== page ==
Nonlinear Processing of Shape Information in Rat Lateral Extrastriate Cortex

Matteucci, Giulio;Bellacosa Marotti, Rosilari;Riggi, Margherita;Rosselli, Federica B.
;
Zoccolan, Davide
2019

Abstract

In rodents, the progression of extrastriate areas located laterally to primary visual cortex (V1) has been assigned to a putative object-processing pathway (homologous to the primate ventral stream), based on anatomical considerations. Recently, we found functional support for such attribution (Tafazoli et al., 2017), by showing that this cortical progression is specialized for coding object identity despite view changes, the hallmark property of a ventral-like pathway. Here, we sought to clarify what computations are at the base of such specialization. To this aim, we performed multielectrode recordings from V1 and laterolateral area LL (at the apex of the putative ventral-like hierarchy) of male adult rats, during the presentation of drifting gratings and noise movies. We found that the extent to which neuronal responses were entrained to the phase of the gratings sharply dropped from V1 to LL, along with the quality of the receptive fields inferred through reverse correlation. Concomitantly, the tendency of neurons to respond to different oriented gratings increased, whereas the sharpness of orientation tuning declined. Critically, these trends are consistent with the nonlinear summation of visual inputs that is expected to take place along the ventral stream, according to the predictions of hierarchical models of ventral computations and a meta-analysis of the monkey literature. This suggests an intriguing homology between the mechanisms responsible for building up shape selectivity and transformation tolerance in the visual cortex of primates and rodents, reasserting the potential of the latter as models to investigate ventral stream functions at the circuitry level.SIGNIFICANCE STATEMENT Despite the growing popularity of rodents as models of visual functions, it remains unclear whether their visual cortex contains specialized modules for processing shape information. To addresses this question, we compared how neuronal tuning evolves from rat primary visual cortex (V1) to a downstream visual cortical region (area LL) that previous work has implicated in shape processing. In our experiments, LL neurons displayed a stronger tendency to respond to drifting gratings with different orientations while maintaining a sustained response across the whole duration of the drift cycle. These trends match the increased complexity of pattern selectivity and the augmented tolerance to stimulus translation found in monkey visual temporal cortex, thus revealing a homology between shape processing in rodents and primates.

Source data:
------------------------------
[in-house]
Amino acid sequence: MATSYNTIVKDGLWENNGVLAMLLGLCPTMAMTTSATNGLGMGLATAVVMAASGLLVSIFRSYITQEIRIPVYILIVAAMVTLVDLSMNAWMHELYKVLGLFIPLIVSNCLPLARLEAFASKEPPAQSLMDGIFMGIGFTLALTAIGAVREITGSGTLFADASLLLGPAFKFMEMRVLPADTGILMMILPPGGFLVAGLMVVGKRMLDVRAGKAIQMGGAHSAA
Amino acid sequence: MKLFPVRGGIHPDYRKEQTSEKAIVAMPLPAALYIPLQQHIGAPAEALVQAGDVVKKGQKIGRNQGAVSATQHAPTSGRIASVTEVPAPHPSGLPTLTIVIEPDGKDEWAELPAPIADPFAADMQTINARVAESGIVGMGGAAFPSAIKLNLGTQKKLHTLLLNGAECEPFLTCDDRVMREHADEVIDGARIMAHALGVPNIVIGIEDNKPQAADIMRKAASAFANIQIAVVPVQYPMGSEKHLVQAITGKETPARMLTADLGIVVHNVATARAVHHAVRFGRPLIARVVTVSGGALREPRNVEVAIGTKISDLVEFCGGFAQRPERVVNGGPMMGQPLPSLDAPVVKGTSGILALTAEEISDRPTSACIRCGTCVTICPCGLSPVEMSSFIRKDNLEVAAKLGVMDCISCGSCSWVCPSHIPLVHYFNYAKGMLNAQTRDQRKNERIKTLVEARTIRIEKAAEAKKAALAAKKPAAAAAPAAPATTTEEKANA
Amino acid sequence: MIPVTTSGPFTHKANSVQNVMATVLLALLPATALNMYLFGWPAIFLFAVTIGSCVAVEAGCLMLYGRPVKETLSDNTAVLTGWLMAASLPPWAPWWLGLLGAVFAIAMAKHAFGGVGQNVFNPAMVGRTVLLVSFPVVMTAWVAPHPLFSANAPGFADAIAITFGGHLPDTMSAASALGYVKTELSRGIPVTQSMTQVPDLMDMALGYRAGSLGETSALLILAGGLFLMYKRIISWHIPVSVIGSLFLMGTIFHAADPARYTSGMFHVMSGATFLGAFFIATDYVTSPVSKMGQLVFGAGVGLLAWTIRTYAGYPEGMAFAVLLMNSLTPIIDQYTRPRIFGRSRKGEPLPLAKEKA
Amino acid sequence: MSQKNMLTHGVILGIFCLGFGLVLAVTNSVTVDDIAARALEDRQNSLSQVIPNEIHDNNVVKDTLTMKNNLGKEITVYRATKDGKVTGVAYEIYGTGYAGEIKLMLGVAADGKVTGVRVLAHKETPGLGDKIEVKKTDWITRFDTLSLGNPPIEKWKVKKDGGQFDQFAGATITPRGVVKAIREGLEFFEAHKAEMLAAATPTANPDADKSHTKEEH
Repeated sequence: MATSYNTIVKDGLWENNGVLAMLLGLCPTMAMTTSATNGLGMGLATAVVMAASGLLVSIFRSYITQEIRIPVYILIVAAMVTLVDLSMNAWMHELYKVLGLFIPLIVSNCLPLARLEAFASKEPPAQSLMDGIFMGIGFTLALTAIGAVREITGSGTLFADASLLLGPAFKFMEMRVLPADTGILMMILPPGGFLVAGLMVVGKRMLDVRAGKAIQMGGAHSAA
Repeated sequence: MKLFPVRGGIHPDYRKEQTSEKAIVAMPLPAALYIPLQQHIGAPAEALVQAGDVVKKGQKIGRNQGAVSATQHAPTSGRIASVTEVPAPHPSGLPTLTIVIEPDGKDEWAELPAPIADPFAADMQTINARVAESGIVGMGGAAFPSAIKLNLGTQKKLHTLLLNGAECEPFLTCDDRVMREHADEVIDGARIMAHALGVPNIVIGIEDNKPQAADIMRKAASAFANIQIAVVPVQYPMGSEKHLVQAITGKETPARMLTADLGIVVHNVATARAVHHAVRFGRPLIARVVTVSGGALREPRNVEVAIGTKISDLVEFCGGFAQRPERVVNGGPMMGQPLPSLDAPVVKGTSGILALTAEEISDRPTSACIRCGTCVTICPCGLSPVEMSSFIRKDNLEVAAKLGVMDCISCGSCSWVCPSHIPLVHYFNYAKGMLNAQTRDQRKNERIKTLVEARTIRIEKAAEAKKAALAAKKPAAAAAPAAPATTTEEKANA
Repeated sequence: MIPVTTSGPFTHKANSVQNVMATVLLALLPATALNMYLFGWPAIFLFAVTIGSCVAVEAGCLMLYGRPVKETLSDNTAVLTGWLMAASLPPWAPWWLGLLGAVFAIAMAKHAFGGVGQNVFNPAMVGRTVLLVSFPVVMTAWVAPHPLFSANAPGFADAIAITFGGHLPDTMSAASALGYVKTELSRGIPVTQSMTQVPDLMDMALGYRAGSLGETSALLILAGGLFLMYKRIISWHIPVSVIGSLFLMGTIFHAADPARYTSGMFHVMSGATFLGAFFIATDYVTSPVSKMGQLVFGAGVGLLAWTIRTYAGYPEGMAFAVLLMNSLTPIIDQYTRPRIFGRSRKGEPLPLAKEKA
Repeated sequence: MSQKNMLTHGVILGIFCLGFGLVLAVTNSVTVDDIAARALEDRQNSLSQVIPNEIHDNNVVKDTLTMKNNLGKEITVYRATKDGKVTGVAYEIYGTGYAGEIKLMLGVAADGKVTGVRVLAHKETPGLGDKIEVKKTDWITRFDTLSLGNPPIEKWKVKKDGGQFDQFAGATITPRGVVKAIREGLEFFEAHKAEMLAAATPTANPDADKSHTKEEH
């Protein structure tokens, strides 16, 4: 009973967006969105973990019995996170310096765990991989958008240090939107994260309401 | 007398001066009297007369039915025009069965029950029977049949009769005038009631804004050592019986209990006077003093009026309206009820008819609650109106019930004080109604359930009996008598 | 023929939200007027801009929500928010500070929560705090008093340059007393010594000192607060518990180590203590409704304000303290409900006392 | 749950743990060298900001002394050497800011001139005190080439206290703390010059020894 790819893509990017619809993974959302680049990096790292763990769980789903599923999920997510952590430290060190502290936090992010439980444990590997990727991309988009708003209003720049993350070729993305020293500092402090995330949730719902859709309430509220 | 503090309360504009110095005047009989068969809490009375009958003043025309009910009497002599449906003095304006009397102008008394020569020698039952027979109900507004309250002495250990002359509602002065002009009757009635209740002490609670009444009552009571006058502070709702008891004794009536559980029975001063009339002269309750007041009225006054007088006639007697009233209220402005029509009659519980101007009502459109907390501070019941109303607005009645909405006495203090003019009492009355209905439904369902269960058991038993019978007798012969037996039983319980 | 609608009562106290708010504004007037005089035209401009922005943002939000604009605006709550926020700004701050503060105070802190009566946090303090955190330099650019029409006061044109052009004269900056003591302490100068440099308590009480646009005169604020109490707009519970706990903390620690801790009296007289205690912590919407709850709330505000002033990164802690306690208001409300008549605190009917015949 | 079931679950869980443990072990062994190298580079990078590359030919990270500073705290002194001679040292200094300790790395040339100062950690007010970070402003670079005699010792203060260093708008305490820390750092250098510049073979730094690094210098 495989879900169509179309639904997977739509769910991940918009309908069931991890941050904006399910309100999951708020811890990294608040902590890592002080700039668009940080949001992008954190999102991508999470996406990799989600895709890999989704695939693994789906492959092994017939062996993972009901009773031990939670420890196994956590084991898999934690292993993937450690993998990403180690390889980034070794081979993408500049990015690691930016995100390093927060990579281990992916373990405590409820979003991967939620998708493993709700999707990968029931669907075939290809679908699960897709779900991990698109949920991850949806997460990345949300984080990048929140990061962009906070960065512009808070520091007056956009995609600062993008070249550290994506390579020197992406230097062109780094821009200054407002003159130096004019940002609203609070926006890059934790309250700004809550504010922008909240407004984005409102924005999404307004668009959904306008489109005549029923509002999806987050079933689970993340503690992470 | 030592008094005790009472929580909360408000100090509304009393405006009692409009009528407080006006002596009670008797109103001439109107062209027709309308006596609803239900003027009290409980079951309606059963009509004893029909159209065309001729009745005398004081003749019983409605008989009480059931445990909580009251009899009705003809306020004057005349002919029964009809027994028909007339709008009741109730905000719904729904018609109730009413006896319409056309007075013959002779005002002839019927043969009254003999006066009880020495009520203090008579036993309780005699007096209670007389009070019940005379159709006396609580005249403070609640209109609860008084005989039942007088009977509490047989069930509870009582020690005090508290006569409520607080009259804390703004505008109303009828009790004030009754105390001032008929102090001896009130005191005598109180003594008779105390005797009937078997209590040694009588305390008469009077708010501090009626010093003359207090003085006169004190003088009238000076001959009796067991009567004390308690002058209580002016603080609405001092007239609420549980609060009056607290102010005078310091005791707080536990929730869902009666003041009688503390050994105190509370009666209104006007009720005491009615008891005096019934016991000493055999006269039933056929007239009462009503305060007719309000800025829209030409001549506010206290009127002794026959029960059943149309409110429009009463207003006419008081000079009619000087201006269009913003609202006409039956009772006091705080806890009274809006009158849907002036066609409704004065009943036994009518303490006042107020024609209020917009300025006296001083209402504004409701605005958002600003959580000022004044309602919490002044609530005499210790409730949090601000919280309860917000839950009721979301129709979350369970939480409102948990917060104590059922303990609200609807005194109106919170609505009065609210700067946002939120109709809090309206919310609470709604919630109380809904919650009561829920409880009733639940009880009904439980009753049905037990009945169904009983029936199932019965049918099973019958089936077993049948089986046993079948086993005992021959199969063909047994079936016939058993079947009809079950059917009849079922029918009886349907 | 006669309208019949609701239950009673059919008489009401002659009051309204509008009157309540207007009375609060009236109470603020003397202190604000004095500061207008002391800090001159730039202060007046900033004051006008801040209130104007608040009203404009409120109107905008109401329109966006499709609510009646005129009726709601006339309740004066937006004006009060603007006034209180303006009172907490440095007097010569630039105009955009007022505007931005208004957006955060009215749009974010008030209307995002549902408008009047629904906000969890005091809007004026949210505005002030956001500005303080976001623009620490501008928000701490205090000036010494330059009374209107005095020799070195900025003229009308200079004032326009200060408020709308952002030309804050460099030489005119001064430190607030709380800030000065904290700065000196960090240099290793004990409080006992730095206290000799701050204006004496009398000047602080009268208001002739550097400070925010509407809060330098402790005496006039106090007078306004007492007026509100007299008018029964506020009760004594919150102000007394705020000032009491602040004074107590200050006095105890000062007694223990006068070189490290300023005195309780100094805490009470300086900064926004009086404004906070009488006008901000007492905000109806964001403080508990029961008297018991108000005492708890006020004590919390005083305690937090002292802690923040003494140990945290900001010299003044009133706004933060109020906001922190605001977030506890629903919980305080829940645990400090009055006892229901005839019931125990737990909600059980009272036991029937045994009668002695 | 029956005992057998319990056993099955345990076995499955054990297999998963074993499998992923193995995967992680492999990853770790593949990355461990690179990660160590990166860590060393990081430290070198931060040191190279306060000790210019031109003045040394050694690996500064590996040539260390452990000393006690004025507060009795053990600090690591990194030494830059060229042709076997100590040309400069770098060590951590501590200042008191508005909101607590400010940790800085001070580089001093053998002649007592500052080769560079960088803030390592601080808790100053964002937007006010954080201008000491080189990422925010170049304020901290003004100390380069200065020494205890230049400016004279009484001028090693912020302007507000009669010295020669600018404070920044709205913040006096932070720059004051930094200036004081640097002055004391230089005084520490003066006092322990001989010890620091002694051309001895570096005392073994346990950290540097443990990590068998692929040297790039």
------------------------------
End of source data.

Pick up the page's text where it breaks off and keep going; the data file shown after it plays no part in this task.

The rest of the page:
39
9
1649
1670
http://www.jneurosci.org/content/39/9/1649
Matteucci, Giulio; Bellacosa Marotti, Rosilari; Riggi, Margherita; Rosselli, Federica B.; Zoccolan, Davide
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Utilizza questo identificativo per citare o creare un link a questo documento: http://hdl.handle.net/20.500.11767/87917